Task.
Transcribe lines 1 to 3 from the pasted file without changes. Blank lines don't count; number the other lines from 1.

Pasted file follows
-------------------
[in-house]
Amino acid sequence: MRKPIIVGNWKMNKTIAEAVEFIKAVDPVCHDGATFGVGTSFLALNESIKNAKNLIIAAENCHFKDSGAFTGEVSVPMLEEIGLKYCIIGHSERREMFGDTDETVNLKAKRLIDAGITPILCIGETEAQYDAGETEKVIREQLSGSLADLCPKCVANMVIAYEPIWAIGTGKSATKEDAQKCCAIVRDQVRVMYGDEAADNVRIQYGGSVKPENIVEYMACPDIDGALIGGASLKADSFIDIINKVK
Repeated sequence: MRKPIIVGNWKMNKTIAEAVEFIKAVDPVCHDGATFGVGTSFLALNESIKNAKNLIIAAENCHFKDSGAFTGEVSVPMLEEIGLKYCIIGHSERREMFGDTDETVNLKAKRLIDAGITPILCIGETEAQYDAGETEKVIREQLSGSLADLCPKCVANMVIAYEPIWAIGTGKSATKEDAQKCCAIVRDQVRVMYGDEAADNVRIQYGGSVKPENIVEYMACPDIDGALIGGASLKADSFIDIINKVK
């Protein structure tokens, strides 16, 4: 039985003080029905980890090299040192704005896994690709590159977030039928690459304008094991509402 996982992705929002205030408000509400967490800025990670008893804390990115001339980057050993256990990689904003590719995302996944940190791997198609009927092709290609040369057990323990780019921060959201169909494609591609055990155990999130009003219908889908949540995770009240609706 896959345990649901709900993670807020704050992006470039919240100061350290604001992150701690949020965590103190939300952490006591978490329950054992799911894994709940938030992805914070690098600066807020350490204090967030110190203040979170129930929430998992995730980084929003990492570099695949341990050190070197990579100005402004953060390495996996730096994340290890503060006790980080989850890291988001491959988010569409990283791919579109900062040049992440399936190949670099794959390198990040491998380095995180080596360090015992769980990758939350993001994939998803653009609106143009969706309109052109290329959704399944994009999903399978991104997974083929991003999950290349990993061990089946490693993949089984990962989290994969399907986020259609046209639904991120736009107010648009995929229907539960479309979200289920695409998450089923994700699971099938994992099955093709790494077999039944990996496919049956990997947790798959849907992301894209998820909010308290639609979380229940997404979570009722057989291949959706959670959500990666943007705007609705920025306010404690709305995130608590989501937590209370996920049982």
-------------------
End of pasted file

[in-house]
Amino acid sequence: MRKPIIVGNWKMNKTIAEAVEFIKAVDPVCHDGATFGVGTSFLALNESIKNAKNLIIAAENCHFKDSGAFTGEVSVPMLEEIGLKYCIIGHSERREMFGDTDETVNLKAKRLIDAGITPILCIGETEAQYDAGETEKVIREQLSGSLADLCPKCVANMVIAYEPIWAIGTGKSATKEDAQKCCAIVRDQVRVMYGDEAADNVRIQYGGSVKPENIVEYMACPDIDGALIGGASLKADSFIDIINKVK
Repeated sequence: MRKPIIVGNWKMNKTIAEAVEFIKAVDPVCHDGATFGVGTSFLALNESIKNAKNLIIAAENCHFKDSGAFTGEVSVPMLEEIGLKYCIIGHSERREMFGDTDETVNLKAKRLIDAGITPILCIGETEAQYDAGETEKVIREQLSGSLADLCPKCVANMVIAYEPIWAIGTGKSATKEDAQKCCAIVRDQVRVMYGDEAADNVRIQYGGSVKPENIVEYMACPDIDGALIGGASLKADSFIDIINKVK